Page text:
WDFW Director Resigns - Northwest Fishing Reports
  • WDFW Director Resigns

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Dedicated to the pursuit of the Noble Muskellunge.
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 #240059  by Don Wittenberger
 Sat Jan 27, 2018 3:36 pm
WDFW Director Jim Unsworth resigned on Jan. 24, 2018, and the state Fish & Wildlife Commission has begun searching for a new agency head. Unsworth was director for 3 years. He championed simplified fishing rules and a more user-friendly website.

According to a Seattle Times story published on Jan. 27, 2018, his tenure was marked by hunting and sexual harassment controversies, but he was not forced out and is leaving voluntarily to pursue other interests.

On Jan. 28, 2018, a former WDFW division head was convicted by a Thurston County jury of raping another WDFW employee in 2014 after an agency Christmas Party, as reported by the Daily Olympian and other news media.

Nothing I've read suggests Unsworth was responsible for any of the sexual harassment incidents, but the Times article says he received "mixed" performance reviews, and this may be because some people feel he didn't do enough to change an agency culture he inherited.

Unless you've been living under a log, in which case you're more likely fish bait than a fish catcher (e.g., an earthworm, grub, etc.), you know that this issue has been in the news recently, and sexual misconduct allegations have brought down a number of high-profile celebrities, CEOs, and political figures.

Still, it's surprising to see a public agency in a state like Washington embroiled in this type of issue at this point of history. For a long time now, victims' lawyers have made it dangerous for employers to tolerate this behavior, and most organizations have responded by adopting and strictly enforcing policies relating to workplace sexual harassment.

In any case, "boys will be boys" is no longer an excuse for such behavior, and never should have been in the first place. As a societal issue, this should have been addressed more vigorously, and much sooner. Gender issues haven't been ignored, but women are still treated like second-class citizens far too often, and in far too many settings.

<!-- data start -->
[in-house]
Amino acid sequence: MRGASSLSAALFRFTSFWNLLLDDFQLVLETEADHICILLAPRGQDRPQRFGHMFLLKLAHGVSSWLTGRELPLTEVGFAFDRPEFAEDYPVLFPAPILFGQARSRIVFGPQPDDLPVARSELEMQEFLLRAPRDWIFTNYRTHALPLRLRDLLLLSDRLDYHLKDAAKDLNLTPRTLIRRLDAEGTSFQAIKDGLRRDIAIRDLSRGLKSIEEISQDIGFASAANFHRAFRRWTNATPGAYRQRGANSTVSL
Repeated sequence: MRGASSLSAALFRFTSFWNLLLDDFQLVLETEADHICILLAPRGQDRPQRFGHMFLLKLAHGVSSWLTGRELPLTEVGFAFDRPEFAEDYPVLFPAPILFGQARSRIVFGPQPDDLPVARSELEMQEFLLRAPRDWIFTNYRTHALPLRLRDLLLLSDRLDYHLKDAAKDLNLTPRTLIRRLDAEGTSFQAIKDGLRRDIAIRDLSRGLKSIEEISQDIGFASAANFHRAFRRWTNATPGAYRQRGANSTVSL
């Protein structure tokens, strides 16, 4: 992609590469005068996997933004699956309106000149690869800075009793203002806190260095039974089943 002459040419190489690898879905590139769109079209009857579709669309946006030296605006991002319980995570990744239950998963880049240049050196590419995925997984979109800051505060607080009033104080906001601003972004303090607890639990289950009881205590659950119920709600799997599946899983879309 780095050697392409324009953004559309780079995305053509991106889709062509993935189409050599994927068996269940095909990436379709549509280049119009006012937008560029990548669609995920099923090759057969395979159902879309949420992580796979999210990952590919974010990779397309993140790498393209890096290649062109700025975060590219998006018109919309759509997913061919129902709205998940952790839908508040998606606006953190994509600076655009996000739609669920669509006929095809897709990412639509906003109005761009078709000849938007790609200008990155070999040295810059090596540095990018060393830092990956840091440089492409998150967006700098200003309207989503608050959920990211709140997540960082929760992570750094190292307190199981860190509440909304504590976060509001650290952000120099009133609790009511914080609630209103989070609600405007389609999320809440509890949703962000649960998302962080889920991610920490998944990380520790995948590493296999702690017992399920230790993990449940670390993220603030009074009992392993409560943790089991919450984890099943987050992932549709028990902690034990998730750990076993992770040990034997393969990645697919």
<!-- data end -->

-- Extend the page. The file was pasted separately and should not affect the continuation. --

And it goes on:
Obviously, it's difficult for the people working at WDFW to read these kinds of things about their agency, and there are some things that a new management will have to deal with in terms of the agency's internal culture. As far as I know, none of the fish biologists, fish managers, and other staffers in the WDFW's Fish Division that we've worked with over the years in supporting our fishery were involved in any of this. We can only offer them our support and prayers as their agency faces the challenging task of making constructive changes and rebuilding its reputation.
 #240074  by Toni
 Mon Jan 29, 2018 9:14 am
One thing not brought up is that Unsworth was directly involved in is the court ordered negotiations with the comanagers that he didn't even tell the commission about whom he is under. This was a 10 year plan for salmon and it was sent to NOAA to be approved. That might have led to his seeking another source of employment.
 #240886  by Don Wittenberger
 Mon Apr 02, 2018 10:32 am
In our system, the military is subordinate to civilian authority, and generals serve at the commander-in-chief's pleasure. A general who disobeys or ignores his civilian superiors may find himself out of work. Who was right about the policy disputes is beside the point; historians and partisans can debate that until the end of time.

In the case of WDFW, the governance structure is more like a corporation's, but the same basic principle applies. The Director is like a CEO, and the Commission is akin to a board of directors. The Commission hires the Director and determines general policies. The Director has wide latitude to run the agency, is responsible for its performance, and is expected to inform the Commission of what he's doing and implement its policies. If he didn't, that's the most logical explanation of why he isn't the Director anymore.